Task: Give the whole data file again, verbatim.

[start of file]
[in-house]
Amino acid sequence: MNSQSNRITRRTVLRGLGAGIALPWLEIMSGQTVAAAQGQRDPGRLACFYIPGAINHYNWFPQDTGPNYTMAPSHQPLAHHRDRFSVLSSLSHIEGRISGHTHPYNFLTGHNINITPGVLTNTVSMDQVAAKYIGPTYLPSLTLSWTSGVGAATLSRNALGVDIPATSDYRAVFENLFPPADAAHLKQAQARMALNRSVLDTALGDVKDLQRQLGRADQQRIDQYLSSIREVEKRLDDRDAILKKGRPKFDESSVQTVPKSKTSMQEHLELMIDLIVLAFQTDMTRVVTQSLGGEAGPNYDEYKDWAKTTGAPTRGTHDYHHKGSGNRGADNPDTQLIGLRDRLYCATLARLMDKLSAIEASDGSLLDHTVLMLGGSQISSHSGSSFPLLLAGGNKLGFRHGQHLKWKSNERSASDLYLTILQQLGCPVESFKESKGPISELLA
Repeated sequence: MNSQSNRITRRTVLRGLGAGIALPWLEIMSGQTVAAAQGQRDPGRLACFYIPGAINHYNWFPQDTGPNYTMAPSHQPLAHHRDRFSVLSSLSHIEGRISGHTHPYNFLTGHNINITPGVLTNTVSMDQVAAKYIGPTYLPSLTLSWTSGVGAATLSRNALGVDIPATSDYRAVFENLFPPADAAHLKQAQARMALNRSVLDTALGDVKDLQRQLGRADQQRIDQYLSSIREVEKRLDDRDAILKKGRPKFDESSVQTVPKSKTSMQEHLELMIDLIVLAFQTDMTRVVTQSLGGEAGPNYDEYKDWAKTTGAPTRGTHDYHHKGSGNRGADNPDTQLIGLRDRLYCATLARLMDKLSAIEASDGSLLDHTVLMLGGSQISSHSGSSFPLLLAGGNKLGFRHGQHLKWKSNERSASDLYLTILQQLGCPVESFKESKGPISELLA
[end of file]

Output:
[in-house]
Amino acid sequence: MNSQSNRITRRTVLRGLGAGIALPWLEIMSGQTVAAAQGQRDPGRLACFYIPGAINHYNWFPQDTGPNYTMAPSHQPLAHHRDRFSVLSSLSHIEGRISGHTHPYNFLTGHNINITPGVLTNTVSMDQVAAKYIGPTYLPSLTLSWTSGVGAATLSRNALGVDIPATSDYRAVFENLFPPADAAHLKQAQARMALNRSVLDTALGDVKDLQRQLGRADQQRIDQYLSSIREVEKRLDDRDAILKKGRPKFDESSVQTVPKSKTSMQEHLELMIDLIVLAFQTDMTRVVTQSLGGEAGPNYDEYKDWAKTTGAPTRGTHDYHHKGSGNRGADNPDTQLIGLRDRLYCATLARLMDKLSAIEASDGSLLDHTVLMLGGSQISSHSGSSFPLLLAGGNKLGFRHGQHLKWKSNERSASDLYLTILQQLGCPVESFKESKGPISELLA
Repeated sequence: MNSQSNRITRRTVLRGLGAGIALPWLEIMSGQTVAAAQGQRDPGRLACFYIPGAINHYNWFPQDTGPNYTMAPSHQPLAHHRDRFSVLSSLSHIEGRISGHTHPYNFLTGHNINITPGVLTNTVSMDQVAAKYIGPTYLPSLTLSWTSGVGAATLSRNALGVDIPATSDYRAVFENLFPPADAAHLKQAQARMALNRSVLDTALGDVKDLQRQLGRADQQRIDQYLSSIREVEKRLDDRDAILKKGRPKFDESSVQTVPKSKTSMQEHLELMIDLIVLAFQTDMTRVVTQSLGGEAGPNYDEYKDWAKTTGAPTRGTHDYHHKGSGNRGADNPDTQLIGLRDRLYCATLARLMDKLSAIEASDGSLLDHTVLMLGGSQISSHSGSSFPLLLAGGNKLGFRHGQHLKWKSNERSASDLYLTILQQLGCPVESFKESKGPISELLA